Powelton private school closes after 38 years

ALEJANDRO A. ALVAREZ / STAFF PHOTOGRAPHER Eleanor Childs , director and teacher at Montessori Genesis II, said low tuition helped families but left the school struggling to pay bills.
ALEJANDRO A. ALVAREZ / STAFF PHOTOGRAPHER Eleanor Childs , director and teacher at Montessori Genesis II, said low tuition helped families but left the school struggling to pay bills.
Posted: June 23, 2014

AS A PROUD MOM, Cynthia Pierce boasts about her son, Dammun, being a "big-time" OB-GYN doctor in South Carolina. She talks about his two bachelor's degrees from Colgate University and his medical degree from Philadelphia College of Osteopathic Medicine.

But she traces his success all the way back to a tiny private school in Powelton Village.

"At 5 years old he decided he wanted to be a doctor," Pierce said. "And the school gave him the incentive to want to learn and just rounded his interest in science, and he just took it on."

The school she referred to - Montessori Genesis II - closed earlier this month after 38 years, due to declining enrollment and a lack of funds. Pierce started the school in 1986 with 15 other parents from a Montessori preschool, and she has maintained close ties.

"It's just devastating to see that school close," she said. "We only did a drop in the bucket of what needs to be done with the rest of the kids in that neighborhood and any other neighborhood. We started with $300 tuition and we paid monthly, and the kids got a great education."

Genesis II was initially operated by nuns from the Ravenhill Academy, before giving way to a lay administration. The non-religious school grew to pre-K through grade 4, bouncing around to several locations, most recently at the Church of St. Andrew and St. Monica, on Baring Street near 36th.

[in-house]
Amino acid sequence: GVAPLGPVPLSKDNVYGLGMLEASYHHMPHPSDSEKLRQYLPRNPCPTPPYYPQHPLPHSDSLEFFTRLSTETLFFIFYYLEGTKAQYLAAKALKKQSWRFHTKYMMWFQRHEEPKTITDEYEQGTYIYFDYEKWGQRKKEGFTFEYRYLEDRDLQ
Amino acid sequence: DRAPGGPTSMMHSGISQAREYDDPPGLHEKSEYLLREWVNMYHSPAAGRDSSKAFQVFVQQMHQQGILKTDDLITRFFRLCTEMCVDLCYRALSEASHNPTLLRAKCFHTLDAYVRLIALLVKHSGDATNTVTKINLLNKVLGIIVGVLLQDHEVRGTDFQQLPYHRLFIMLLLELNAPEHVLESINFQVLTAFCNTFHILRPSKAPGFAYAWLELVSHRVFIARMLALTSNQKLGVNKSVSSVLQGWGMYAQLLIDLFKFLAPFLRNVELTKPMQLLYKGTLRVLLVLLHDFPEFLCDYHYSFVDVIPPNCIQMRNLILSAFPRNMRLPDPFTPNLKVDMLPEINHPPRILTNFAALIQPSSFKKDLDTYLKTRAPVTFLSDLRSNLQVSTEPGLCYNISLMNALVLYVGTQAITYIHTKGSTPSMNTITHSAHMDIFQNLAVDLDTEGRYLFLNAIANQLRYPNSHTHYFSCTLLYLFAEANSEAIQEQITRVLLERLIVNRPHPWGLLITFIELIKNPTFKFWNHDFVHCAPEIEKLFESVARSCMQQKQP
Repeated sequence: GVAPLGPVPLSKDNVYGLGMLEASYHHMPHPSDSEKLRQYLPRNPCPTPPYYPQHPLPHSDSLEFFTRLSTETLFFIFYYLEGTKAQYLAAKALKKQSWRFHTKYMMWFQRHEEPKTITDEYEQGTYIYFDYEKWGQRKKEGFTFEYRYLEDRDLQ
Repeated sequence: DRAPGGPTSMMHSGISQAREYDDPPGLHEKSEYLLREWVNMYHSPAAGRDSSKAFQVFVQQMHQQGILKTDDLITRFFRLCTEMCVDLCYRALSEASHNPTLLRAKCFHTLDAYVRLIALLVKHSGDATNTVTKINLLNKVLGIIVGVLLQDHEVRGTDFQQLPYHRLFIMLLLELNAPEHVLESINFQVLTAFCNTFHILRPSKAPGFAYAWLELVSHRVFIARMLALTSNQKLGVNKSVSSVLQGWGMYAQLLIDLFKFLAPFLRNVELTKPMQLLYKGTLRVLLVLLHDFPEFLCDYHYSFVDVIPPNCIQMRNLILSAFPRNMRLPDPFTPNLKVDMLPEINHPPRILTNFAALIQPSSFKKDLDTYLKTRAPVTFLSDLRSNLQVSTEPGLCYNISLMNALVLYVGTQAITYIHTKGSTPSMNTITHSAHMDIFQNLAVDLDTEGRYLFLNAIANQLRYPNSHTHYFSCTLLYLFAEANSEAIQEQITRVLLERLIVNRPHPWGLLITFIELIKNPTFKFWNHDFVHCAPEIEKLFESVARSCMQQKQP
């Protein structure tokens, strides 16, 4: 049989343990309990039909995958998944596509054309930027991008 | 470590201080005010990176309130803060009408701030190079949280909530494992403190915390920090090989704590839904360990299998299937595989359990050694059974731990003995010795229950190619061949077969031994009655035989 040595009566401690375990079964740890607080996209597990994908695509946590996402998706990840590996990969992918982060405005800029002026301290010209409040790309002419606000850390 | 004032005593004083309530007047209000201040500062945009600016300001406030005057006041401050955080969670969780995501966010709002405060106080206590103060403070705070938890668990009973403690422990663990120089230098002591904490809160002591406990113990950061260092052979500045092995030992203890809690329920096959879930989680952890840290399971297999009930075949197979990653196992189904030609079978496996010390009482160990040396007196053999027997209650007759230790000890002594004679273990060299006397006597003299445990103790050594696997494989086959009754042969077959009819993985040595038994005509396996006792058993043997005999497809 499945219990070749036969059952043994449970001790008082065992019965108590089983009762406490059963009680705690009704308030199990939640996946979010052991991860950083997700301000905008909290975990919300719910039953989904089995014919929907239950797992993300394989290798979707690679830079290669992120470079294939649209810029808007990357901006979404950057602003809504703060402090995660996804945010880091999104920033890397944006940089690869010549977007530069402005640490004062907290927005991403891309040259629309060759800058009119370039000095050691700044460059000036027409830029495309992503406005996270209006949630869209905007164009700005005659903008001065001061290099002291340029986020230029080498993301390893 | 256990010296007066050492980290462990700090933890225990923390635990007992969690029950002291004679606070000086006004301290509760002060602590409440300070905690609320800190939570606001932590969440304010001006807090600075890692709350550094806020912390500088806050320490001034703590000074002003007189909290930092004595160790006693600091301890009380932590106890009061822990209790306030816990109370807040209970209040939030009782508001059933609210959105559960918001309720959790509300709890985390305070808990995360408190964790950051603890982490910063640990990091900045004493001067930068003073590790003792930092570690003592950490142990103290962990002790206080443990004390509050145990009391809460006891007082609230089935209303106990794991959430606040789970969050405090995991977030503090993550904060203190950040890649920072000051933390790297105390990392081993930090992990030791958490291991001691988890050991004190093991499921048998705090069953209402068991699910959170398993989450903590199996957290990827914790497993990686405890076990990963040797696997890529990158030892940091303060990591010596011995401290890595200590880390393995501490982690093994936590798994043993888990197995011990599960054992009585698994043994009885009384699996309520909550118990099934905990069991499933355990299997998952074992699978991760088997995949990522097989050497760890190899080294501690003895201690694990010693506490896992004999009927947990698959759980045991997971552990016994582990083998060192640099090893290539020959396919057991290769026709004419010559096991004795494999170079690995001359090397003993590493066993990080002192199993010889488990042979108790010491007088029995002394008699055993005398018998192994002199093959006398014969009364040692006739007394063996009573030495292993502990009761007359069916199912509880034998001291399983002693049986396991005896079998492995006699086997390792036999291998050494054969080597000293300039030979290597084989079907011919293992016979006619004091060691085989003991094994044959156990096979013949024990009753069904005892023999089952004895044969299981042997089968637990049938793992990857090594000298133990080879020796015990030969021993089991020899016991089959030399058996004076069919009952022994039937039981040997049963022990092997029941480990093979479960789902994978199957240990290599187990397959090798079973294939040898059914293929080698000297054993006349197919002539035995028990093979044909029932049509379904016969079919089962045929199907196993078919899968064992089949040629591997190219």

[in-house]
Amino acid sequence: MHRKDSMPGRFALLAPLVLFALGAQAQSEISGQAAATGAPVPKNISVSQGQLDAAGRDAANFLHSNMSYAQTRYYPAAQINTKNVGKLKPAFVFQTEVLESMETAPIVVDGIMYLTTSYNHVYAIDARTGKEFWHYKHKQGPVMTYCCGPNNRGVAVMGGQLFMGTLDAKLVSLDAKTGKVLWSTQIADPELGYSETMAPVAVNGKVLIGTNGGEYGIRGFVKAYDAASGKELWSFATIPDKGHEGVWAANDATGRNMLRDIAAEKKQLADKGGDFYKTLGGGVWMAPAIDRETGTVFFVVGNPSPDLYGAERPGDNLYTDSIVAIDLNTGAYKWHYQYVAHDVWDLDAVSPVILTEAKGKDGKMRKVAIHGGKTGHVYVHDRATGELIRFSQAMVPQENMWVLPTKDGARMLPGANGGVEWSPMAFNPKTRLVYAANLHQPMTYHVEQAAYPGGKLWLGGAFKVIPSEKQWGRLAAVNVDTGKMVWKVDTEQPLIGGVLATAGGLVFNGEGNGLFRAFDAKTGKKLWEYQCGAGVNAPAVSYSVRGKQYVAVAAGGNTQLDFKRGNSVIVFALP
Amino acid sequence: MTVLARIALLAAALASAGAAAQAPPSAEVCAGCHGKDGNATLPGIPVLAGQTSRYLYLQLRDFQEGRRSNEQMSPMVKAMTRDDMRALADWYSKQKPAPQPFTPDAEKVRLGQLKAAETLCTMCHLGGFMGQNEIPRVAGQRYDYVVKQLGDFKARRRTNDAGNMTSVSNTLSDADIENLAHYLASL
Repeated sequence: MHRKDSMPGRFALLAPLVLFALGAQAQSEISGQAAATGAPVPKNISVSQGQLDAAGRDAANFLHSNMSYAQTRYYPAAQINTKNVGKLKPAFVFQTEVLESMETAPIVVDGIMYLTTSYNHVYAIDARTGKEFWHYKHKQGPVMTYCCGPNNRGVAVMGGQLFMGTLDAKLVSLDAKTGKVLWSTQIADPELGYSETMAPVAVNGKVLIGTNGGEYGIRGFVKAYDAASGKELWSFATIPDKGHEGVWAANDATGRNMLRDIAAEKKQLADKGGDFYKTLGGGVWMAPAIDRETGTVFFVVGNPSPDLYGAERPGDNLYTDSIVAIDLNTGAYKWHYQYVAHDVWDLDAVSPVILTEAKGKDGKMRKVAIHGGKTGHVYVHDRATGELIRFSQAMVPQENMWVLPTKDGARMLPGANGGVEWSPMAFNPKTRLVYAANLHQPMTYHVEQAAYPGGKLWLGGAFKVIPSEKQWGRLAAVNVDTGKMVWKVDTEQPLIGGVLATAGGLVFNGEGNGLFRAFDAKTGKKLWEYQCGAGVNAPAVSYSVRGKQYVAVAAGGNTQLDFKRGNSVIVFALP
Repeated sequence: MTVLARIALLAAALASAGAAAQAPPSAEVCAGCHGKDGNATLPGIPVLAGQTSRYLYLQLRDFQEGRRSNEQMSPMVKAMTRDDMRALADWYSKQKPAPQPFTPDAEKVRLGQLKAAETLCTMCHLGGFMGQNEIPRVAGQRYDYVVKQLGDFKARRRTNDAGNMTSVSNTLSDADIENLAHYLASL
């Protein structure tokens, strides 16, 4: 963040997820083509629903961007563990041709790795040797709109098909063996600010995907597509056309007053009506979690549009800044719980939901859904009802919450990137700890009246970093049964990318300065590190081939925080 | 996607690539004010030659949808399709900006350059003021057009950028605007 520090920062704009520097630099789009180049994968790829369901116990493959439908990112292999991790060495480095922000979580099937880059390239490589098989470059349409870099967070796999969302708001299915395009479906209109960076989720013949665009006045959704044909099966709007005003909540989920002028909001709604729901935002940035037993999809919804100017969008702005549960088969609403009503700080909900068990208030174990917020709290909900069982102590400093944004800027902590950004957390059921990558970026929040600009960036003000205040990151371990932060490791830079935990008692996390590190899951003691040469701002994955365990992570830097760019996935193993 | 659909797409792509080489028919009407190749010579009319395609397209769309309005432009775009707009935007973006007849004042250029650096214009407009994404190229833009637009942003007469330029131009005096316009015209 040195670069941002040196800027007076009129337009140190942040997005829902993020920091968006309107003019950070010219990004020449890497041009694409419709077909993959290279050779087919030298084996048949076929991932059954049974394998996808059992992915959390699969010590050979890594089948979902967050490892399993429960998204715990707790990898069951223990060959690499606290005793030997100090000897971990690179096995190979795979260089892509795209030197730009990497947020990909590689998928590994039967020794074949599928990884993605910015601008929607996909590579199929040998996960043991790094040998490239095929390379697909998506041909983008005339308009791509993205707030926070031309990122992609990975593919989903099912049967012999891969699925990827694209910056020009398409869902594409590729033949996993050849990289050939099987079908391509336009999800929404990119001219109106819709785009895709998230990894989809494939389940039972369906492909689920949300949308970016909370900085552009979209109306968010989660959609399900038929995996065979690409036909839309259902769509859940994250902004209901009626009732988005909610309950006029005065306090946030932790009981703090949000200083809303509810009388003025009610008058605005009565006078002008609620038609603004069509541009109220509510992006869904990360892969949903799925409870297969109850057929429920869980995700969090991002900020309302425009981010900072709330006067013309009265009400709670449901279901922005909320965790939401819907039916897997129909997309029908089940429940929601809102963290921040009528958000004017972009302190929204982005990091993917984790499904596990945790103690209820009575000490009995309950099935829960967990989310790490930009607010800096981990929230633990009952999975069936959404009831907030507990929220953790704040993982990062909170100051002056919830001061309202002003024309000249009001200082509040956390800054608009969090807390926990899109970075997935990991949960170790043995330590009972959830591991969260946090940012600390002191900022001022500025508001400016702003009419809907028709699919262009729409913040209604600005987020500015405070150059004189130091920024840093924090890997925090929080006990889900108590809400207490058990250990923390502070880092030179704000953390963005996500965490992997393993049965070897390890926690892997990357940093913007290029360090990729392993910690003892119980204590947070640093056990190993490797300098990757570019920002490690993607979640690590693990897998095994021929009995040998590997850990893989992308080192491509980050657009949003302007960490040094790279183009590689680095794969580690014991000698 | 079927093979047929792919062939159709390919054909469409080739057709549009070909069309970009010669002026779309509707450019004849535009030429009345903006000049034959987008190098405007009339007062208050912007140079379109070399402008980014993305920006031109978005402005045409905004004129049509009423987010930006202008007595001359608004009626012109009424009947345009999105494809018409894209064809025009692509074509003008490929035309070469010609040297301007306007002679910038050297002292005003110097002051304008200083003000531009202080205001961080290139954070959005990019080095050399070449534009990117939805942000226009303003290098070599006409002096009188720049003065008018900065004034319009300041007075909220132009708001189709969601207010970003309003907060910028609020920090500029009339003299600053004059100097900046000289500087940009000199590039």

Like many private schools, Genesis II saw enrollment drop dramatically over the past decade, going from about 50 pupils to 18 this past year. The school chose to stay true to its roots and keep tuition affordable for low-income families, which made it tough to keep pace financially.

"We're one-fourth of what other private schools charge, but our students qualify," director and teacher Eleanor Childs said. "But that means fewer funds to operate with, so it's always been a struggle and we've always had to raise money for the school. And the truth of the matter, so do those very affluent schools raise lots of money. . . . In these last five or six years it got really difficult."

As a Montessori school, pupils learned concepts by going from abstract to concrete, and from simple to complex. Childs said the school often ventured outside the classroom, taking trips to museums, community centers, the Philadelphia Zoo and other nearby facilities.

"All of those educational and cultural and recreational possibilities made it possible for us to have an incredible enrichment program, and we took advantage of it all," she said.

The school will have an event today for families, alumni and staff to say good-bye.

For Childs, the closing is bittersweet. She said she is confident most of their families will find a good school, but it is difficult to give up at a time when the Philadelphia School District is in dire straits.

"They're talking about putting 41 kids in a class," she noted. "It's a very bad time, a very questionable time in terms of how our country feels about its children."


On Twitter: @ChroniclesofSol

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